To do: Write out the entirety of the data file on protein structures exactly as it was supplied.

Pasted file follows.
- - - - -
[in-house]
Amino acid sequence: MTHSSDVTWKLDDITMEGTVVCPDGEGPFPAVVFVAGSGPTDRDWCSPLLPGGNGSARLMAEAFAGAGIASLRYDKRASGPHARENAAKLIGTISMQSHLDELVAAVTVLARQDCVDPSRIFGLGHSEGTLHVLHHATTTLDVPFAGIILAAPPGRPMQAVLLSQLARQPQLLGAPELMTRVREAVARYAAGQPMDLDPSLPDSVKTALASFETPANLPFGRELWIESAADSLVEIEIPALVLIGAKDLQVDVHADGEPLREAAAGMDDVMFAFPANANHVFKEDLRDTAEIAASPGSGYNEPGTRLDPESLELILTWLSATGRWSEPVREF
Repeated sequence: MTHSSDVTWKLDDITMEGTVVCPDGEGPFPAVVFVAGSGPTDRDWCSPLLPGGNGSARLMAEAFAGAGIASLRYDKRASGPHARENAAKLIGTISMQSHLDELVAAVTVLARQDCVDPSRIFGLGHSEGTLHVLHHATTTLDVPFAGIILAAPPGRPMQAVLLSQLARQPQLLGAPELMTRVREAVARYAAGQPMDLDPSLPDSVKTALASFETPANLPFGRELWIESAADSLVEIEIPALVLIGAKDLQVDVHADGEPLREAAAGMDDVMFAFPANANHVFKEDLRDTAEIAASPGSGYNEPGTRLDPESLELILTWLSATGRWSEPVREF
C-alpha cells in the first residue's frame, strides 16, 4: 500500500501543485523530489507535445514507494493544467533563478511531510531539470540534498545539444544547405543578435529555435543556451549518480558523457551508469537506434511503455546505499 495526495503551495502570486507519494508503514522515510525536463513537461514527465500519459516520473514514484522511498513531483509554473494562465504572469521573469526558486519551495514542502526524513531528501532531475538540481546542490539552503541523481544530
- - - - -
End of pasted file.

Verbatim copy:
[in-house]
Amino acid sequence: MTHSSDVTWKLDDITMEGTVVCPDGEGPFPAVVFVAGSGPTDRDWCSPLLPGGNGSARLMAEAFAGAGIASLRYDKRASGPHARENAAKLIGTISMQSHLDELVAAVTVLARQDCVDPSRIFGLGHSEGTLHVLHHATTTLDVPFAGIILAAPPGRPMQAVLLSQLARQPQLLGAPELMTRVREAVARYAAGQPMDLDPSLPDSVKTALASFETPANLPFGRELWIESAADSLVEIEIPALVLIGAKDLQVDVHADGEPLREAAAGMDDVMFAFPANANHVFKEDLRDTAEIAASPGSGYNEPGTRLDPESLELILTWLSATGRWSEPVREF
Repeated sequence: MTHSSDVTWKLDDITMEGTVVCPDGEGPFPAVVFVAGSGPTDRDWCSPLLPGGNGSARLMAEAFAGAGIASLRYDKRASGPHARENAAKLIGTISMQSHLDELVAAVTVLARQDCVDPSRIFGLGHSEGTLHVLHHATTTLDVPFAGIILAAPPGRPMQAVLLSQLARQPQLLGAPELMTRVREAVARYAAGQPMDLDPSLPDSVKTALASFETPANLPFGRELWIESAADSLVEIEIPALVLIGAKDLQVDVHADGEPLREAAAGMDDVMFAFPANANHVFKEDLRDTAEIAASPGSGYNEPGTRLDPESLELILTWLSATGRWSEPVREF
C-alpha cells in the first residue's frame, strides 16, 4: 500500500501543485523530489507535445514507494493544467533563478511531510531539470540534498545539444544547405543578435529555435543556451549518480558523457551508469537506434511503455546505499 495526495503551495502570486507519494508503514522515510525536463513537461514527465500519459516520473514514484522511498513531483509554473494562465504572469521573469526558486519551495514542502526524513531528501532531475538540481546542490539552503541523481544530